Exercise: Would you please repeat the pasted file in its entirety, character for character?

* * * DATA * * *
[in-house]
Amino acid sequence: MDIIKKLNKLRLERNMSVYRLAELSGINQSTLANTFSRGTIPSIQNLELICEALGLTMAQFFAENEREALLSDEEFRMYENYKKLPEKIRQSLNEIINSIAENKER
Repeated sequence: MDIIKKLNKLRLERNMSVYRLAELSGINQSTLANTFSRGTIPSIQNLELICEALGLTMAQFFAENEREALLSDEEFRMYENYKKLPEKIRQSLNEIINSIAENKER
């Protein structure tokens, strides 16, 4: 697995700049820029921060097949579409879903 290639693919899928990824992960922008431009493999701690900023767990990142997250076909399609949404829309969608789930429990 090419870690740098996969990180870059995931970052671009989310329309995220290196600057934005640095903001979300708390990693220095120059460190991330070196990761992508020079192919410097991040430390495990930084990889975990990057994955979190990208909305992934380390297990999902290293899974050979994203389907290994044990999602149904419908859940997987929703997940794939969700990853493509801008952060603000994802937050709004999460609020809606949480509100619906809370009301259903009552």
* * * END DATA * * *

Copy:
[in-house]
Amino acid sequence: MDIIKKLNKLRLERNMSVYRLAELSGINQSTLANTFSRGTIPSIQNLELICEALGLTMAQFFAENEREALLSDEEFRMYENYKKLPEKIRQSLNEIINSIAENKER
Repeated sequence: MDIIKKLNKLRLERNMSVYRLAELSGINQSTLANTFSRGTIPSIQNLELICEALGLTMAQFFAENEREALLSDEEFRMYENYKKLPEKIRQSLNEIINSIAENKER
């Protein structure tokens, strides 16, 4: 697995700049820029921060097949579409879903 290639693919899928990824992960922008431009493999701690900023767990990142997250076909399609949404829309969608789930429990 090419870690740098996969990180870059995931970052671009989310329309995220290196600057934005640095903001979300708390990693220095120059460190991330070196990761992508020079192919410097991040430390495990930084990889975990990057994955979190990208909305992934380390297990999902290293899974050979994203389907290994044990999602149904419908859940997987929703997940794939969700990853493509801008952060603000994802937050709004999460609020809606949480509100619906809370009301259903009552």